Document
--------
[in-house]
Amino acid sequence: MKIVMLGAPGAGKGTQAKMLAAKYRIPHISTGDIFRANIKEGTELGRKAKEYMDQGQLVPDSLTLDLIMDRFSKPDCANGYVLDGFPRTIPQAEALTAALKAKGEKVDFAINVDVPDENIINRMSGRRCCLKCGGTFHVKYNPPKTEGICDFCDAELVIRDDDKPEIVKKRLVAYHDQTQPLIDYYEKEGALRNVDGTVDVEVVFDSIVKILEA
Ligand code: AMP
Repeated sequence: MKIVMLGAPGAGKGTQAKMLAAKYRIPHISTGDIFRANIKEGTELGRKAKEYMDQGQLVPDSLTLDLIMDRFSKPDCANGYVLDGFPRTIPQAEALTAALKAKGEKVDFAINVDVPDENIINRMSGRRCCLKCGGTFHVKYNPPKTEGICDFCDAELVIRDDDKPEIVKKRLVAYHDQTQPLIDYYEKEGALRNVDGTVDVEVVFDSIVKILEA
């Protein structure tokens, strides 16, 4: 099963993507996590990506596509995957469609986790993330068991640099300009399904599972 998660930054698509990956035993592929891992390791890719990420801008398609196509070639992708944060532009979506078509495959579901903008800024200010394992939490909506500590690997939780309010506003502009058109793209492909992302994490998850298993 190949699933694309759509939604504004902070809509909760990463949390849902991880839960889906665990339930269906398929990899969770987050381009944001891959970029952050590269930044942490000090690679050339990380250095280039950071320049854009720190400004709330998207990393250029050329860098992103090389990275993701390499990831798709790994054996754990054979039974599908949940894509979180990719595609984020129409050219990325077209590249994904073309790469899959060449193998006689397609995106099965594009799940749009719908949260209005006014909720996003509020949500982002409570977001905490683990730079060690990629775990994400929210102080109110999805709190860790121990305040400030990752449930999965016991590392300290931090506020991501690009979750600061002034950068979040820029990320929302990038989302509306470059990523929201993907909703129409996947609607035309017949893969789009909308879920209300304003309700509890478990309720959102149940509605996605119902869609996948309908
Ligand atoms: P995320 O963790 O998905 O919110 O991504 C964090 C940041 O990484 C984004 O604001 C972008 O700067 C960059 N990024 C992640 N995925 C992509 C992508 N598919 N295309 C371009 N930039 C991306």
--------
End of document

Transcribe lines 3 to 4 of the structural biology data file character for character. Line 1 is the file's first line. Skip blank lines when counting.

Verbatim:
Ligand code: AMP
Repeated sequence: MKIVMLGAPGAGKGTQAKMLAAKYRIPHISTGDIFRANIKEGTELGRKAKEYMDQGQLVPDSLTLDLIMDRFSKPDCANGYVLDGFPRTIPQAEALTAALKAKGEKVDFAINVDVPDENIINRMSGRRCCLKCGGTFHVKYNPPKTEGICDFCDAELVIRDDDKPEIVKKRLVAYHDQTQPLIDYYEKEGALRNVDGTVDVEVVFDSIVKILEA